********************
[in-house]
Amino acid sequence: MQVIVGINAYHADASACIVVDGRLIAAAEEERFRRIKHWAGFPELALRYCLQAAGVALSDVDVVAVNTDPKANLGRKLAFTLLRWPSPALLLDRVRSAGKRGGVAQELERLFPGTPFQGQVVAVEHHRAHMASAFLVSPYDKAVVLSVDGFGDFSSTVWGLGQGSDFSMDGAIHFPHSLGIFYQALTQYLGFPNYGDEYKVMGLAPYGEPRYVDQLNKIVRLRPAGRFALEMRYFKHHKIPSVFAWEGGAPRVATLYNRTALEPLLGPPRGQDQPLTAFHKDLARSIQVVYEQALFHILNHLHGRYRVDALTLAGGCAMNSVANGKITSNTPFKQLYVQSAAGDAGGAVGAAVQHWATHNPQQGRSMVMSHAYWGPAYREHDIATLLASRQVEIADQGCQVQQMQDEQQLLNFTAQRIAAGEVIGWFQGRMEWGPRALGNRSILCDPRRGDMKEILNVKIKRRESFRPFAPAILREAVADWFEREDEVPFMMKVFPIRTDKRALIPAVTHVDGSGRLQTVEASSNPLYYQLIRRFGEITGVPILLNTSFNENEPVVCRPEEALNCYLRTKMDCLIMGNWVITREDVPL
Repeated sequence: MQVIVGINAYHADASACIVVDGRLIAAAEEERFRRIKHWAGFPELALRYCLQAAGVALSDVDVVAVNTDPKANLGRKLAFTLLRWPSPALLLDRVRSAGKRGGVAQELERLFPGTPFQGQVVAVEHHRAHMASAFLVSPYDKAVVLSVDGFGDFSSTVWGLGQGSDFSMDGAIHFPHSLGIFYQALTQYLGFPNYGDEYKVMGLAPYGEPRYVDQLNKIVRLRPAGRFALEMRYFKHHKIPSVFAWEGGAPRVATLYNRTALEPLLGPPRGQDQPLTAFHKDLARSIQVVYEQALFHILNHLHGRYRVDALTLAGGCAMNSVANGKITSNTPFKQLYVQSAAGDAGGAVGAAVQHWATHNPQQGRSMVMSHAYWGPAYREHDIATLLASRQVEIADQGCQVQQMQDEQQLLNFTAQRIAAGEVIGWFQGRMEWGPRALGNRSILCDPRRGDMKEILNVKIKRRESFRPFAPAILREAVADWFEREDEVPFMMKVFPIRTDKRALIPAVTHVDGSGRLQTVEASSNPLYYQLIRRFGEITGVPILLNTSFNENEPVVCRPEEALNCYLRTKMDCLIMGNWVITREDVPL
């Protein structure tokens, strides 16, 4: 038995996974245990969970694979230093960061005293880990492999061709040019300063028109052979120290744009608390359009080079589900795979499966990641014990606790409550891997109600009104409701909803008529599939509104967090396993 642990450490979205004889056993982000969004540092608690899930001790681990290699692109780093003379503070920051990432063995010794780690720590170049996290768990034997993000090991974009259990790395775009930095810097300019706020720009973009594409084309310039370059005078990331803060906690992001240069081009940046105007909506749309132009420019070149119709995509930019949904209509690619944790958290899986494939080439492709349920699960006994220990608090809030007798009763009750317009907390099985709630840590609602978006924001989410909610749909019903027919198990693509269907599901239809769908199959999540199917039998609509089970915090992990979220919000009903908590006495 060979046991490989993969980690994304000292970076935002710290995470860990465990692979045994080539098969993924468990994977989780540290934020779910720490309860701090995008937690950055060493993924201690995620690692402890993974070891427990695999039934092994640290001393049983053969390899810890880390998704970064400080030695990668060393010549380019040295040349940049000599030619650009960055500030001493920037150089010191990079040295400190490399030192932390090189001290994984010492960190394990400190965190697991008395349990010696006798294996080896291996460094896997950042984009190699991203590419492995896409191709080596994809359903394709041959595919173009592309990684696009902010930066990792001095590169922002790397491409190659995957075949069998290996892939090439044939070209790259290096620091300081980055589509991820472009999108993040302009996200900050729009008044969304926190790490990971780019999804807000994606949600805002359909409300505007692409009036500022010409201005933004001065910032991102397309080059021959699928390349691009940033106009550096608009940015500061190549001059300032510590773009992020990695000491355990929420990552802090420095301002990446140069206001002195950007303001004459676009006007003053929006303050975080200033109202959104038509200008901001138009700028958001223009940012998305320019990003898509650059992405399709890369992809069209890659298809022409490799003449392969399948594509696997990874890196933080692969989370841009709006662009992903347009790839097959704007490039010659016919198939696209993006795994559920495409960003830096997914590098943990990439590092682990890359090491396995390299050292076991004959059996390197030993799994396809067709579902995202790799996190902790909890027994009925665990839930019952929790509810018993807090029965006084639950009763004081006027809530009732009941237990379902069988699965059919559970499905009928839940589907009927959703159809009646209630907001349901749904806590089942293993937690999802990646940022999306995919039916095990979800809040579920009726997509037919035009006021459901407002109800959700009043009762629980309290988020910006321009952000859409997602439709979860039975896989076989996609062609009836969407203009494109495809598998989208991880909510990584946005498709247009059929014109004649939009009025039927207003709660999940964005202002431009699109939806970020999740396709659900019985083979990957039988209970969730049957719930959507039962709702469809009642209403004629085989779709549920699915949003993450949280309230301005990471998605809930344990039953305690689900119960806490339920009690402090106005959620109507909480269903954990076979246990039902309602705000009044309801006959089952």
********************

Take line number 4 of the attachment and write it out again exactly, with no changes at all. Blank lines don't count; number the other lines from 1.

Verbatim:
């Protein structure tokens, strides 16, 4: 038995996974245990969970694979230093960061005293880990492999061709040019300063028109052979120290744009608390359009080079589900795979499966990641014990606790409550891997109600009104409701909803008529599939509104967090396993 642990450490979205004889056993982000969004540092608690899930001790681990290699692109780093003379503070920051990432063995010794780690720590170049996290768990034997993000090991974009259990790395775009930095810097300019706020720009973009594409084309310039370059005078990331803060906690992001240069081009940046105007909506749309132009420019070149119709995509930019949904209509690619944790958290899986494939080439492709349920699960006994220990608090809030007798009763009750317009907390099985709630840590609602978006924001989410909610749909019903027919198990693509269907599901239809769908199959999540199917039998609509089970915090992990979220919000009903908590006495 060979046991490989993969980690994304000292970076935002710290995470860990465990692979045994080539098969993924468990994977989780540290934020779910720490309860701090995008937690950055060493993924201690995620690692402890993974070891427990695999039934092994640290001393049983053969390899810890880390998704970064400080030695990668060393010549380019040295040349940049000599030619650009960055500030001493920037150089010191990079040295400190490399030192932390090189001290994984010492960190394990400190965190697991008395349990010696006798294996080896291996460094896997950042984009190699991203590419492995896409191709080596994809359903394709041959595919173009592309990684696009902010930066990792001095590169922002790397491409190659995957075949069998290996892939090439044939070209790259290096620091300081980055589509991820472009999108993040302009996200900050729009008044969304926190790490990971780019999804807000994606949600805002359909409300505007692409009036500022010409201005933004001065910032991102397309080059021959699928390349691009940033106009550096608009940015500061190549001059300032510590773009992020990695000491355990929420990552802090420095301002990446140069206001002195950007303001004459676009006007003053929006303050975080200033109202959104038509200008901001138009700028958001223009940012998305320019990003898509650059992405399709890369992809069209890659298809022409490799003449392969399948594509696997990874890196933080692969989370841009709006662009992903347009790839097959704007490039010659016919198939696209993006795994559920495409960003830096997914590098943990990439590092682990890359090491396995390299050292076991004959059996390197030993799994396809067709579902995202790799996190902790909890027994009925665990839930019952929790509810018993807090029965006084639950009763004081006027809530009732009941237990379902069988699965059919559970499905009928839940589907009927959703159809009646209630907001349901749904806590089942293993937690999802990646940022999306995919039916095990979800809040579920009726997509037919035009006021459901407002109800959700009043009762629980309290988020910006321009952000859409997602439709979860039975896989076989996609062609009836969407203009494109495809598998989208991880909510990584946005498709247009059929014109004649939009009025039927207003709660999940964005202002431009699109939806970020999740396709659900019985083979990957039988209970969730049957719930959507039962709702469809009642209403004629085989779709549920699915949003993450949280309230301005990471998605809930344990039953305690689900119960806490339920009690402090106005959620109507909480269903954990076979246990039902309602705000009044309801006959089952």